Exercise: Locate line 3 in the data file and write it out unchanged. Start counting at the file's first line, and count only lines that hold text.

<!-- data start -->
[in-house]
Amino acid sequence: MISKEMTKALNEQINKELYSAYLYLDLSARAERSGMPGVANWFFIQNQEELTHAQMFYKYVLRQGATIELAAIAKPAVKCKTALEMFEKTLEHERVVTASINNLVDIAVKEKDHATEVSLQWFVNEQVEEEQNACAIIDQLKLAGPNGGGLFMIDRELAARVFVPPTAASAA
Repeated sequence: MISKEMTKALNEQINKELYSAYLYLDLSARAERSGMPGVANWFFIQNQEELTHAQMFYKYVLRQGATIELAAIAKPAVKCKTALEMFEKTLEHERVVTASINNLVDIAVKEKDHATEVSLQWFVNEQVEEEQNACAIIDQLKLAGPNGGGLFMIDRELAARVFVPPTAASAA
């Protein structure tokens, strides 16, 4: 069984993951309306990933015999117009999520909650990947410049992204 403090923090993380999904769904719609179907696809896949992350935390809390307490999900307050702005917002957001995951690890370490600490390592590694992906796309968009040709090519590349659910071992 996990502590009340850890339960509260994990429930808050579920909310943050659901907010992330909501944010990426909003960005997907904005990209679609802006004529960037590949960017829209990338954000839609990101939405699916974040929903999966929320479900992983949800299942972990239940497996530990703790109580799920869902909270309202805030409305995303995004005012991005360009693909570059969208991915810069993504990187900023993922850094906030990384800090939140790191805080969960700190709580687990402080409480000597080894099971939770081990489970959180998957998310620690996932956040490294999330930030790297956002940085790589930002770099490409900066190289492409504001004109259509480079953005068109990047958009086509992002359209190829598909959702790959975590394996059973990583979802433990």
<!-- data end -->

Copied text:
Repeated sequence: MISKEMTKALNEQINKELYSAYLYLDLSARAERSGMPGVANWFFIQNQEELTHAQMFYKYVLRQGATIELAAIAKPAVKCKTALEMFEKTLEHERVVTASINNLVDIAVKEKDHATEVSLQWFVNEQVEEEQNACAIIDQLKLAGPNGGGLFMIDRELAARVFVPPTAASAA